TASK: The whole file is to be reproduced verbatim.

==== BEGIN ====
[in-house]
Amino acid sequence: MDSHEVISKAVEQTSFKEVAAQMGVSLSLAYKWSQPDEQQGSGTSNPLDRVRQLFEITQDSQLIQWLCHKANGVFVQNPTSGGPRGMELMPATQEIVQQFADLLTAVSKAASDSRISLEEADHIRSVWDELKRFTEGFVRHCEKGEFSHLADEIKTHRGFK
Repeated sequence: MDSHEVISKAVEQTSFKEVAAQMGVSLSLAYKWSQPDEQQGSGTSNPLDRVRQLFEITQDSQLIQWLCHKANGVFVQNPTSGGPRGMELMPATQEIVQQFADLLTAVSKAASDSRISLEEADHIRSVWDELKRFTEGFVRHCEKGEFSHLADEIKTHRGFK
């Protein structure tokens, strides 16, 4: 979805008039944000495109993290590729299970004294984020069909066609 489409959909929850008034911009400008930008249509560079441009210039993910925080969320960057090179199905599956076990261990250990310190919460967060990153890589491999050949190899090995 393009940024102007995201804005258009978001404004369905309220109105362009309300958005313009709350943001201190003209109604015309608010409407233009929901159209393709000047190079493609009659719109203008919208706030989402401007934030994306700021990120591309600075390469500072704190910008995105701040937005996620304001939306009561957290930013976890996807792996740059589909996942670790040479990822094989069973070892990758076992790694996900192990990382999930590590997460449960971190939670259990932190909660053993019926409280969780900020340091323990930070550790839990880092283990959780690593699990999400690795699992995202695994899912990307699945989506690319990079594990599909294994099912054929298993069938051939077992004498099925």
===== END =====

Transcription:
[in-house]
Amino acid sequence: MDSHEVISKAVEQTSFKEVAAQMGVSLSLAYKWSQPDEQQGSGTSNPLDRVRQLFEITQDSQLIQWLCHKANGVFVQNPTSGGPRGMELMPATQEIVQQFADLLTAVSKAASDSRISLEEADHIRSVWDELKRFTEGFVRHCEKGEFSHLADEIKTHRGFK
Repeated sequence: MDSHEVISKAVEQTSFKEVAAQMGVSLSLAYKWSQPDEQQGSGTSNPLDRVRQLFEITQDSQLIQWLCHKANGVFVQNPTSGGPRGMELMPATQEIVQQFADLLTAVSKAASDSRISLEEADHIRSVWDELKRFTEGFVRHCEKGEFSHLADEIKTHRGFK
């Protein structure tokens, strides 16, 4: 979805008039944000495109993290590729299970004294984020069909066609 489409959909929850008034911009400008930008249509560079441009210039993910925080969320960057090179199905599956076990261990250990310190919460967060990153890589491999050949190899090995 393009940024102007995201804005258009978001404004369905309220109105362009309300958005313009709350943001201190003209109604015309608010409407233009929901159209393709000047190079493609009659719109203008919208706030989402401007934030994306700021990120591309600075390469500072704190910008995105701040937005996620304001939306009561957290930013976890996807792996740059589909996942670790040479990822094989069973070892990758076992790694996900192990990382999930590590997460449960971190939670259990932190909660053993019926409280969780900020340091323990930070550790839990880092283990959780690593699990999400690795699992995202695994899912990307699945989506690319990079594990599909294994099912054929298993069938051939077992004498099925």